The Greatest Words You've Never Heard Buy the book

The New Employee … Partner in Purpose?

Posted · 1 Comment
Tweet about this on TwitterShare on FacebookShare on Google+Share on LinkedInPin on PinterestBuffer this pagePrint this pageEmail this to someone

Estimated reading time: 6 minute(s)

By Steve Kayser

Comes a time in everyone’s life to move on. Whether it’s from a relationship, job or life itself.

Sometimes it’s easy. Sometimes not. I’ve done it recently myself and found it to be a wonderful breath of fresh air and new way of life.

I’m starting a new company called “Creative Strokes,” which will have a business model similar to the Navy’s Seal Team Six combat model. The best, most highly trained and experienced people will be assembled into a team to work with businesses for specific high-impact business development projects, whether it be with marketing, PR, social media, content creation, TV, or radio.

But this post isn’t about Creative Strokes.


It’s about people looking for meaning and purpose in work. I’m throwing this out there more as a question than anything else.


What type of employee would YOU want to help you in a startup? Or in growing a business? A struggling business? A dying business?

Certainly someone with drive and…


In “Outliers: The Story of Success,” by Malcolm Gladwell, a section of the book talks about three requirements that allow us to be happy and fulfilled with the work we do. They are…


What does that mean- complexity? Pretty simple. The work engages your mind. It allows you to dream, create, re-create, and be responsible for decisions and directions. This in direct contrast to work that treats you like a human machine. A cog with no purpose beside function. That type of environment creates GoMo’s … people who go through the motion but are not engaged.


This is incredibly important.  You need to be able to work and create without a Napoleonic Overlord looking over your shoulder nitpicking or micro-managing.

Great works are born in chaos, confusion and high energy … not in a micro-managing work environment.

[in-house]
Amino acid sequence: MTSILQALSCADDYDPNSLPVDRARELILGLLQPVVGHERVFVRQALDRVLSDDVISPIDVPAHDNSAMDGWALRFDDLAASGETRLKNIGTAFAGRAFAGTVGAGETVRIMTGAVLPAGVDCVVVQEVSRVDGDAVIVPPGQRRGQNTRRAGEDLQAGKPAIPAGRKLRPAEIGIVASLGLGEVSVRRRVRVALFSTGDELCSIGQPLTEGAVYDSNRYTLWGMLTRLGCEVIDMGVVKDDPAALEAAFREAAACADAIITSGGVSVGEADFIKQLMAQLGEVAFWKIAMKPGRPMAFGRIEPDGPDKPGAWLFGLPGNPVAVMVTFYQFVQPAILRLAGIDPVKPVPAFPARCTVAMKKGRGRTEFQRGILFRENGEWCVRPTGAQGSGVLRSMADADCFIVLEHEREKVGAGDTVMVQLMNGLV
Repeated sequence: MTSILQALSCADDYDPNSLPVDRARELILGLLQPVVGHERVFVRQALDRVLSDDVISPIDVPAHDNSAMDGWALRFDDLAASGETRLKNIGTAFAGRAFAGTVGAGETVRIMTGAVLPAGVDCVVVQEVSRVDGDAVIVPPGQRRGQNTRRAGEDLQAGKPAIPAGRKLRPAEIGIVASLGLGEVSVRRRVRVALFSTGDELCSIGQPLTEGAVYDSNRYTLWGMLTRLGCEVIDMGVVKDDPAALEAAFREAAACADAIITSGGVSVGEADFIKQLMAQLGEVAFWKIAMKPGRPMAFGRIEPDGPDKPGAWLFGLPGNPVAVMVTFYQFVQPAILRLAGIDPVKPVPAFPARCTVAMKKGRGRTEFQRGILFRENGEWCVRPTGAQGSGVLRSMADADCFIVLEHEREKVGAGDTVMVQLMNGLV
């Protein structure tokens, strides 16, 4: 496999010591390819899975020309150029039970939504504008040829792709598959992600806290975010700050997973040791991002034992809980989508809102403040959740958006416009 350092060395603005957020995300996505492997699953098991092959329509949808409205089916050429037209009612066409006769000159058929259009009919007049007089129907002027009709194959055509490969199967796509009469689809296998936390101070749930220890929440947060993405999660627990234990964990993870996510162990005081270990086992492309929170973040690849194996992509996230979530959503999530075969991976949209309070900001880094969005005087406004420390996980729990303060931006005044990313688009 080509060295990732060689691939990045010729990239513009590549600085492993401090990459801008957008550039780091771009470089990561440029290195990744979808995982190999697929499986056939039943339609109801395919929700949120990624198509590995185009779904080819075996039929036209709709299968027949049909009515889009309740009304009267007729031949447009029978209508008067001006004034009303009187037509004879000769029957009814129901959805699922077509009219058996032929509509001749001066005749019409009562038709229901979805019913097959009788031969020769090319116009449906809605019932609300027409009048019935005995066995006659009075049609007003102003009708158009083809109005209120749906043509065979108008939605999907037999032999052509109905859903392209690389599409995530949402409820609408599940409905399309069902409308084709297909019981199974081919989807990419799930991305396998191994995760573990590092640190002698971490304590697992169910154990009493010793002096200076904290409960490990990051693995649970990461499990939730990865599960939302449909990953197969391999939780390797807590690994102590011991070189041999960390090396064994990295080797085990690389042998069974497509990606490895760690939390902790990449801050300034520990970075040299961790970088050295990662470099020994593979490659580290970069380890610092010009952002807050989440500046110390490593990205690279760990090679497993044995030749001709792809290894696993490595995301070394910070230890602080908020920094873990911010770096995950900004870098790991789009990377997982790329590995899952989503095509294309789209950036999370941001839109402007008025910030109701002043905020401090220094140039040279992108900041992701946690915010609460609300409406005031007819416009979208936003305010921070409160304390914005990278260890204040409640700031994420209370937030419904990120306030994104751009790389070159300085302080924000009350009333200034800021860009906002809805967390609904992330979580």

Relationship between effort and reward.

Think about that. How many jobs have that now? The harder I work, the more I make?How many people have seen “across the board cuts” in jobs or budgets, no matter how well the person or group was doing? Penalizing all, instead of praising and raising the performers?

What human being does not respond to a direct relationship between effort and reward?

I like Gladwell’s CAR … although he didn’t call it that. I needed something to remember it by, hence the acronym. But his CAR is missing something. A…


I interviewed Guy Kawasaki a while back about his book “Enchantment:The Art of Changing Hearts, Minds, and Actions .” Guy has an excellent vision of creating fulfilling and meaningful work FOR employees. It’s call a MAP.


Give employees the right skills, abilities and time to gain complete dominion over their job. Allow them to go off the farm and continually learn about new things, new ways to do their job. This works, with one small caveat. The person has to be motivated and an auto-didact. Have the energy and gumption to teach themselves on their own time – and enjoy it.


Pretty much the same as Malcolm Gladwell. You need the freedom to learn and the freedom to fail. The freedom to pick yourself up after a disaster and move forward, without some nitpicking Napoleonic autocrat bugging you.

If you tell people where to go, but not how to get there, you’ll be amazed at the results. – General George S. Patton

But some people truly don’t like autonomy. They need structure to tell them what to do, how to do it and when to do it. This is the mindset of the past. It worked for the industrial age. But not for this meltdown of an economic job-shedding mess we’re in. The future belongs to energetic autodidacts. Ones that need only be pointed in the right direction – and then they ask you not to block their way. Ones that will create new processes, new businesses, new breakthroughs and ultimately new industries – if you only stay out of their way.


If you combine mastery of the job with autonomy you’re doing pretty good. If you’re living that life it’s a pretty good gig. But the missing ingredient, according to Guy, is purpose. Being a part of something bigger than yourself. Making a difference in the world.  A dedicated, fire-breathing believer in something that matters. This, I think, is the hardest part. Especially in these times. What if you have a job that sucks. A job with low pay, no advancement possibilities, or toxic work environment? One ruled by sycophantic drones that only have their job because of nepotism?  And you’re treated like a mindless automaton, or smart, but ultimately meaningless serf?

Whatever you are, be a good one. - Abraham Lincoln

That’s tough. But I think you can do it. Simply focus on doing the best you can at what you do, while planning your escape from the soul-sucking situation.


You don’t need employees these days. Relegate that serfdom term, employee, to the dustbin of mediocrity.

You need people who want to passionately drive the CAR with their MAP to work.


These are not employees.

These are partners in purpose.

What could be better?


Flickr Photo courtesy of AlicePopkorn, licenseAttributionNoncommercialNo Derivative Works Some rights reserved


One Response to "The New Employee … Partner in Purpose?"
  1. J.D. Meier says:

    Yes, partners of purpose.
    I’ve been looking at how to more aggressively integrate passion, purpose, and profit.  
    I think it’s the rise of a new model in our emerging digital economy.

Comments are closed.